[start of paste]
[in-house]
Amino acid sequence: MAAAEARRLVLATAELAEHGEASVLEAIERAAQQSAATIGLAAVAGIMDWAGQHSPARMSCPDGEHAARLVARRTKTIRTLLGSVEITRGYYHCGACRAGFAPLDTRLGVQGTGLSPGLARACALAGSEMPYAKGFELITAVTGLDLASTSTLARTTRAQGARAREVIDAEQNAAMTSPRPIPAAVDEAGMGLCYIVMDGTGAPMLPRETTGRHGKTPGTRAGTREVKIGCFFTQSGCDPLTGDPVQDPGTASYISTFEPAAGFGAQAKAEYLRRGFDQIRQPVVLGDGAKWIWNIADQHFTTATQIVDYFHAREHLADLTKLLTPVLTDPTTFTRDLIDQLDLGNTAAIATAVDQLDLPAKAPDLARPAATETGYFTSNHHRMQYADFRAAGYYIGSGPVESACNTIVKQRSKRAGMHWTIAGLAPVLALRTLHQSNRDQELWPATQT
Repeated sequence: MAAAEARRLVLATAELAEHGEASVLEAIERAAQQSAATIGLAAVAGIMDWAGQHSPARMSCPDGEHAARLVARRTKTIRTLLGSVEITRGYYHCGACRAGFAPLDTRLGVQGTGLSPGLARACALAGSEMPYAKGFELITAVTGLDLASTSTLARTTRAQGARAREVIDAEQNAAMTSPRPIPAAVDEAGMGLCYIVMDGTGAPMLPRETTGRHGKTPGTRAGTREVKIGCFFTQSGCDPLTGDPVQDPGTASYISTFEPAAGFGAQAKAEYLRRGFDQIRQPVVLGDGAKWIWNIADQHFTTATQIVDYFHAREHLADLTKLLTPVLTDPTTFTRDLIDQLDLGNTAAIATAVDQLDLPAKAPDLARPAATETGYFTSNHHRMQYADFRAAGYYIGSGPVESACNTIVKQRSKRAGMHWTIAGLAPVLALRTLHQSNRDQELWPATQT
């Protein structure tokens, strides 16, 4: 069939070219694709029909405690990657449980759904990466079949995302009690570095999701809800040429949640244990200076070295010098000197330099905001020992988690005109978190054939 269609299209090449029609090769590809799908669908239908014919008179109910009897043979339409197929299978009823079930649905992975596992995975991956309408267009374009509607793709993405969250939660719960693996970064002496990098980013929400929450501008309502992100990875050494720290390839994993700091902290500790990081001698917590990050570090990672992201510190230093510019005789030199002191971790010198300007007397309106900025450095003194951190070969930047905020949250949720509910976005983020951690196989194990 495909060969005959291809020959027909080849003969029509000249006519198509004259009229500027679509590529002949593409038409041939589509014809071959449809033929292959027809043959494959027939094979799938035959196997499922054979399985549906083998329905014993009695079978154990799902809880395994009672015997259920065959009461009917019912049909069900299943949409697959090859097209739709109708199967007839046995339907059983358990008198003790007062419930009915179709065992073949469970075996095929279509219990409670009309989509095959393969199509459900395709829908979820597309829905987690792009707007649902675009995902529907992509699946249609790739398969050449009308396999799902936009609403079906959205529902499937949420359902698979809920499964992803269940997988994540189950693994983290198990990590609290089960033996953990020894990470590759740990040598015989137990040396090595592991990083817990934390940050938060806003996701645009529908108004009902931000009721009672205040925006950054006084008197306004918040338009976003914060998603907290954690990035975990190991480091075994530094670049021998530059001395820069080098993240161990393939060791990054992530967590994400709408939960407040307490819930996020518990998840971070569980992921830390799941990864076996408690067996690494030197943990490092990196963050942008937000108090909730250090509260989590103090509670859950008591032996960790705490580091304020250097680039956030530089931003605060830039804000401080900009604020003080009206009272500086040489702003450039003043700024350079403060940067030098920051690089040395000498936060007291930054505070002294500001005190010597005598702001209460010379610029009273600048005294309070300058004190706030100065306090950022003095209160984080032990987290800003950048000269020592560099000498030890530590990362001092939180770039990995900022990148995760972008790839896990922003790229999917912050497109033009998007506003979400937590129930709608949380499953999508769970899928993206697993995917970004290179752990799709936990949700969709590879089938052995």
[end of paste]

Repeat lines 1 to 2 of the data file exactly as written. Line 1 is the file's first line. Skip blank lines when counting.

[in-house]
Amino acid sequence: MAAAEARRLVLATAELAEHGEASVLEAIERAAQQSAATIGLAAVAGIMDWAGQHSPARMSCPDGEHAARLVARRTKTIRTLLGSVEITRGYYHCGACRAGFAPLDTRLGVQGTGLSPGLARACALAGSEMPYAKGFELITAVTGLDLASTSTLARTTRAQGARAREVIDAEQNAAMTSPRPIPAAVDEAGMGLCYIVMDGTGAPMLPRETTGRHGKTPGTRAGTREVKIGCFFTQSGCDPLTGDPVQDPGTASYISTFEPAAGFGAQAKAEYLRRGFDQIRQPVVLGDGAKWIWNIADQHFTTATQIVDYFHAREHLADLTKLLTPVLTDPTTFTRDLIDQLDLGNTAAIATAVDQLDLPAKAPDLARPAATETGYFTSNHHRMQYADFRAAGYYIGSGPVESACNTIVKQRSKRAGMHWTIAGLAPVLALRTLHQSNRDQELWPATQT